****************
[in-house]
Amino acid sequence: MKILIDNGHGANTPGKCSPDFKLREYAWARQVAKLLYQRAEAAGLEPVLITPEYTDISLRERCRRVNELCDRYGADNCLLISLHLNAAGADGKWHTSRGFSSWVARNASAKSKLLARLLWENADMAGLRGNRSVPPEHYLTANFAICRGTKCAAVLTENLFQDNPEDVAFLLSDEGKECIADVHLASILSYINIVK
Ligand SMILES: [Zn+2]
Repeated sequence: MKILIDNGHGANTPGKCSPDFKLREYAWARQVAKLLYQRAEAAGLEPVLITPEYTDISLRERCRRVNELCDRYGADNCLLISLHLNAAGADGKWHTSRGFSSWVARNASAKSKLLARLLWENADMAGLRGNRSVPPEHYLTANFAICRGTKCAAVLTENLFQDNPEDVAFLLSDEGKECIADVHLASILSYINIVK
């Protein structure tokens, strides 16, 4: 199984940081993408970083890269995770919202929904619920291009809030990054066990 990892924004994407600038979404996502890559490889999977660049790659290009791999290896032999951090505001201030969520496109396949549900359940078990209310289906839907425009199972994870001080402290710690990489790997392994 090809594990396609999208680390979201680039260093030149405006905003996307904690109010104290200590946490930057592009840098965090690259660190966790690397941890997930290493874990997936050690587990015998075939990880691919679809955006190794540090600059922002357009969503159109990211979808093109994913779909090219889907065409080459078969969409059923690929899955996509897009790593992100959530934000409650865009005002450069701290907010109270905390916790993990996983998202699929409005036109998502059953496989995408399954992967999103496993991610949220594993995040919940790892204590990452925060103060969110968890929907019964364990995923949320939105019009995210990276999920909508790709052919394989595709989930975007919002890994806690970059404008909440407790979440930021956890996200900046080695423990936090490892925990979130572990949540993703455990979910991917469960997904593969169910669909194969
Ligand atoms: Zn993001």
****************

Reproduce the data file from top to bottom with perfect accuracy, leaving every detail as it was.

[in-house]
Amino acid sequence: MKILIDNGHGANTPGKCSPDFKLREYAWARQVAKLLYQRAEAAGLEPVLITPEYTDISLRERCRRVNELCDRYGADNCLLISLHLNAAGADGKWHTSRGFSSWVARNASAKSKLLARLLWENADMAGLRGNRSVPPEHYLTANFAICRGTKCAAVLTENLFQDNPEDVAFLLSDEGKECIADVHLASILSYINIVK
Ligand SMILES: [Zn+2]
Repeated sequence: MKILIDNGHGANTPGKCSPDFKLREYAWARQVAKLLYQRAEAAGLEPVLITPEYTDISLRERCRRVNELCDRYGADNCLLISLHLNAAGADGKWHTSRGFSSWVARNASAKSKLLARLLWENADMAGLRGNRSVPPEHYLTANFAICRGTKCAAVLTENLFQDNPEDVAFLLSDEGKECIADVHLASILSYINIVK
């Protein structure tokens, strides 16, 4: 199984940081993408970083890269995770919202929904619920291009809030990054066990 990892924004994407600038979404996502890559490889999977660049790659290009791999290896032999951090505001201030969520496109396949549900359940078990209310289906839907425009199972994870001080402290710690990489790997392994 090809594990396609999208680390979201680039260093030149405006905003996307904690109010104290200590946490930057592009840098965090690259660190966790690397941890997930290493874990997936050690587990015998075939990880691919679809955006190794540090600059922002357009969503159109990211979808093109994913779909090219889907065409080459078969969409059923690929899955996509897009790593992100959530934000409650865009005002450069701290907010109270905390916790993990996983998202699929409005036109998502059953496989995408399954992967999103496993991610949220594993995040919940790892204590990452925060103060969110968890929907019964364990995923949320939105019009995210990276999920909508790709052919394989595709989930975007919002890994806690970059404008909440407790979440930021956890996200900046080695423990936090490892925990979130572990949540993703455990979910991917469960997904593969169910669909194969
Ligand atoms: Zn993001």